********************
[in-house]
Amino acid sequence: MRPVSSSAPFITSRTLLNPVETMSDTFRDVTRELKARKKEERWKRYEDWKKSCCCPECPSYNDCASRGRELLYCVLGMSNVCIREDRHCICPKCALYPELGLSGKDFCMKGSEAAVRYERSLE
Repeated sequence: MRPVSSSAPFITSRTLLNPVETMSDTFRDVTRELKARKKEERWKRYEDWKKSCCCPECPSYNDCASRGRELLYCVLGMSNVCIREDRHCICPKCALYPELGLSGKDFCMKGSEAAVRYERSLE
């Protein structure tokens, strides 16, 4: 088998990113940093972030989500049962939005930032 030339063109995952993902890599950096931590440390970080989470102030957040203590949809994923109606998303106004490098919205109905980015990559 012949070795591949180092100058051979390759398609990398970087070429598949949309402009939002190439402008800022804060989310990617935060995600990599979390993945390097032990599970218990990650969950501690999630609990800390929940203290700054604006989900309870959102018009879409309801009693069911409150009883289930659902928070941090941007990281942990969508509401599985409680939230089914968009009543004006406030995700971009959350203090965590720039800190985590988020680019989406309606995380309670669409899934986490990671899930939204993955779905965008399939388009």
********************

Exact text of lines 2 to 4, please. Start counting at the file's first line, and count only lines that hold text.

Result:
Amino acid sequence: MRPVSSSAPFITSRTLLNPVETMSDTFRDVTRELKARKKEERWKRYEDWKKSCCCPECPSYNDCASRGRELLYCVLGMSNVCIREDRHCICPKCALYPELGLSGKDFCMKGSEAAVRYERSLE
Repeated sequence: MRPVSSSAPFITSRTLLNPVETMSDTFRDVTRELKARKKEERWKRYEDWKKSCCCPECPSYNDCASRGRELLYCVLGMSNVCIREDRHCICPKCALYPELGLSGKDFCMKGSEAAVRYERSLE
């Protein structure tokens, strides 16, 4: 088998990113940093972030989500049962939005930032 030339063109995952993902890599950096931590440390970080989470102030957040203590949809994923109606998303106004490098919205109905980015990559 012949070795591949180092100058051979390759398609990398970087070429598949949309402009939002190439402008800022804060989310990617935060995600990599979390993945390097032990599970218990990650969950501690999630609990800390929940203290700054604006989900309870959102018009879409309801009693069911409150009883289930659902928070941090941007990281942990969508509401599985409680939230089914968009009543004006406030995700971009959350203090965590720039800190985590988020680019989406309606995380309670669409899934986490990671899930939204993955779905965008399939388009």